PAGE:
the bill. Unfortunately, at the time of Stewart’s accident, the mayor of Reed Springs was a corrupt man named Joe Dan Dwyer. Dwyer left office while being investigated for insurance fraud, child pornography, statutory rape, witness bribery,

and perjury, and he was later sentenced to seven years in federal prison. Among his many indiscretions, Dwyer also let the town’s insurance policy lapse. Reed Springs didn’t have insurance when Sally Stewart got hurt, which is why they had to write a check out of their own budget and ultimately declare bankruptcy. In this case, what started as a simple pothole accident quickly unveiled the lasting damage of an unscrupulous politician. Perhaps this case serves as reminder about why it’s important to vote in local elections.


Think Again!

The average life span formodernAmericans has increased dramatically, primarily due to great medical advances, and, while this is certainly a positive development, there are challenges associated with aging. The older you get, the more you have to worry about living on a fixed income while paying for things like medical care, prescription medication, and assistive devices. Plus, many seniors eventually need long-term care and will have to consider whether an assisted living facility, live- in caretaker, or nursing home is right for their situation. At Hegwood Law Group, we understand these decisions are daunting, but that’s why firms like us exist: to help you put your foot forward. While a great number of aging Americans believe Medicaid is the option best suited for their golden-years needs, it’s only designed to provide medical assistance to low-income individuals and those 65 or older, which may not apply to you or your spouse. Fortunately, for those who have income and assets that exceed the eligibility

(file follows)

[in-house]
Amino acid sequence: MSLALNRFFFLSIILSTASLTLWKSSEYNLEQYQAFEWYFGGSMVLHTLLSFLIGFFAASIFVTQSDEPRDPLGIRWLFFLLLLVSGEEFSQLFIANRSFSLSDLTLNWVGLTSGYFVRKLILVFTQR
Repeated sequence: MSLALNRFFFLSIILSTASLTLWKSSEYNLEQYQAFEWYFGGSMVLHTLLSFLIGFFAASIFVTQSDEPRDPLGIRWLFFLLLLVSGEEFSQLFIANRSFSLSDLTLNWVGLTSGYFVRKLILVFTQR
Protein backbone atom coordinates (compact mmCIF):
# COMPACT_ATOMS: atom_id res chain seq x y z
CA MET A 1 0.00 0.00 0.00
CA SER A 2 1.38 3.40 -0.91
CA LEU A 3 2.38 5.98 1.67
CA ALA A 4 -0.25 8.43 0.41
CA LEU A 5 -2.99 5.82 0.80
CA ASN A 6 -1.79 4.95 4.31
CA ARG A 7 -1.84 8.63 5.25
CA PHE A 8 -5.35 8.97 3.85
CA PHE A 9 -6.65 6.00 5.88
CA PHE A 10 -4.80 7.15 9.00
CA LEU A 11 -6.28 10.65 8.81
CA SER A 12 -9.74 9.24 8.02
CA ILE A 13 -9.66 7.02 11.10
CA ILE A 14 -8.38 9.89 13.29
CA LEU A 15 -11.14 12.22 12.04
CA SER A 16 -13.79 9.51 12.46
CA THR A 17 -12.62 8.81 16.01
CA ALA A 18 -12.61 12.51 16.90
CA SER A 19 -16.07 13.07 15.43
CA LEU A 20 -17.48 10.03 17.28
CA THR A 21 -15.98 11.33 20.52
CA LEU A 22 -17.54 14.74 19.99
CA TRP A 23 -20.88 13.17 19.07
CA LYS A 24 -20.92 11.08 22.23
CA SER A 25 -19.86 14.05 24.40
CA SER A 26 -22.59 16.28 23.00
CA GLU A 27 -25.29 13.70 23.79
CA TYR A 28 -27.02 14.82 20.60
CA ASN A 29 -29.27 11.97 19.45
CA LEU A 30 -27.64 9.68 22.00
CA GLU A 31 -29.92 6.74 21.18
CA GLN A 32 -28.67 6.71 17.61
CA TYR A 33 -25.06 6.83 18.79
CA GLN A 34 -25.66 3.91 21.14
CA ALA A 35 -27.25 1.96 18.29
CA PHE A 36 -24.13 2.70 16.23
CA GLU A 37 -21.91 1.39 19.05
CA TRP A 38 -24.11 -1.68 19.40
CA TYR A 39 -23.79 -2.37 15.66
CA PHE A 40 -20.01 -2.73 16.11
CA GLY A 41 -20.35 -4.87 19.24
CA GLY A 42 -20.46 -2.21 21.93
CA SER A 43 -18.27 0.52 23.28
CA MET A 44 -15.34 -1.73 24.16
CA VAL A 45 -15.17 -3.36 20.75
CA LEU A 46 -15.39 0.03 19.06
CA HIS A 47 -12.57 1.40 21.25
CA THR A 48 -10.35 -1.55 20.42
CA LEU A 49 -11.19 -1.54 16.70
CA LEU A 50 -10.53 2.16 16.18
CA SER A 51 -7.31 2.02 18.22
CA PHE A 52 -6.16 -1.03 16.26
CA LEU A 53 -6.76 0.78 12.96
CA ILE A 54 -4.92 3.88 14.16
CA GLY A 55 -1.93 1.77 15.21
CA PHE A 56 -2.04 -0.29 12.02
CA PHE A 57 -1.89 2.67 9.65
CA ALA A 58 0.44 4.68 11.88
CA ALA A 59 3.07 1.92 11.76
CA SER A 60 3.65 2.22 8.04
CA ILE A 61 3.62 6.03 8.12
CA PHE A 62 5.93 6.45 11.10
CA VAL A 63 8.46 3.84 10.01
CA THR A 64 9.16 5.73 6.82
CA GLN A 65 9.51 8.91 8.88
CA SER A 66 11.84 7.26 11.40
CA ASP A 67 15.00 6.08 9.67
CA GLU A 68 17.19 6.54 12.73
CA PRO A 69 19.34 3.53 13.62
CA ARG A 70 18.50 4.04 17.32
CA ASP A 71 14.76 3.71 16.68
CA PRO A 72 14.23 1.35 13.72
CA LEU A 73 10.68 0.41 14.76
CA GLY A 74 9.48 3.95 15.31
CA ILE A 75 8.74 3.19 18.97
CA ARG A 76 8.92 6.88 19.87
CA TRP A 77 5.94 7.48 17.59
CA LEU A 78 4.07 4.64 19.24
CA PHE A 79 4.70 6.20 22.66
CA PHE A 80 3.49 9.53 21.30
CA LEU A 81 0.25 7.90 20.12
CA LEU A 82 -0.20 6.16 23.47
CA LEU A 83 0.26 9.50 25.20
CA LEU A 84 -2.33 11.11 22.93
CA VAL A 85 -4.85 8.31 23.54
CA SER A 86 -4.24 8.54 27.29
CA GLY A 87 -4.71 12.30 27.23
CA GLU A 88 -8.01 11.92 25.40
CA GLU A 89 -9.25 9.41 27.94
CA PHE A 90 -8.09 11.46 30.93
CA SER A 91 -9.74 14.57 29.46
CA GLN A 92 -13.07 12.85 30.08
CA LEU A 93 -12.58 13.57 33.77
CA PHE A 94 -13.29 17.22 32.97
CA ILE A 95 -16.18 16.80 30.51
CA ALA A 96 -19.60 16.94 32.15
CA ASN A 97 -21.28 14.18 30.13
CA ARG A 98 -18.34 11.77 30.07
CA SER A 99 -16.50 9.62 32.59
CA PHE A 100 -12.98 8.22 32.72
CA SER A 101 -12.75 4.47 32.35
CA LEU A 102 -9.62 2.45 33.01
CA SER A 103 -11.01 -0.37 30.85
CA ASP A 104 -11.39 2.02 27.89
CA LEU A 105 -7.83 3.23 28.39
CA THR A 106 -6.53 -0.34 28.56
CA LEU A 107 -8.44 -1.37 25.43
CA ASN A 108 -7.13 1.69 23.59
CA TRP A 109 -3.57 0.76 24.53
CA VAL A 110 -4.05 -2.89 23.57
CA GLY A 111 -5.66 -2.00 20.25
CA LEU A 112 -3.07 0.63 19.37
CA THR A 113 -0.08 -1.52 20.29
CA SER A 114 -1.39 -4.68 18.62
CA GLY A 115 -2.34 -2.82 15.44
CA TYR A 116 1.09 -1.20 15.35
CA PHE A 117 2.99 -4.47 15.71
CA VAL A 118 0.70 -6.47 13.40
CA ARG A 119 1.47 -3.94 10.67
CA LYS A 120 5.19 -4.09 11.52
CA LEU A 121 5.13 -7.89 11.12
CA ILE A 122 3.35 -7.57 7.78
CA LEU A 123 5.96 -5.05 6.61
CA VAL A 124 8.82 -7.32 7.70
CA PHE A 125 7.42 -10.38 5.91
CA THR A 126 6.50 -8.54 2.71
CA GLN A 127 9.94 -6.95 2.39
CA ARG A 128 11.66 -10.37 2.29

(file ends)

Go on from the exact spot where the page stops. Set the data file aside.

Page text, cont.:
threshold for Medicaid, one way to obtain such benefits is by taking advantage of irrevocable trusts.

Depending on the type of trust established, it can serve many purposes: to decrease tax liabilities, to protect accumulated funds from creditors, and to protect privacy, since trusts, unlike wills, are not public documents. A trust is legally defined as a relationship in which property is held by one party for the benefit of another. For all these reasons and more, a trust might be the best way for you to protect your assets should you need long-term care at a nursing home. At Hegwood Law Group, we believe every life has value, and the most vulnerable members of society deserve to be treated with dignity and respect. Our elder law attorneys will work to protect your legal rights, so you will be comfortable in your golden years. Call us today to find out how we can help you plan for your future!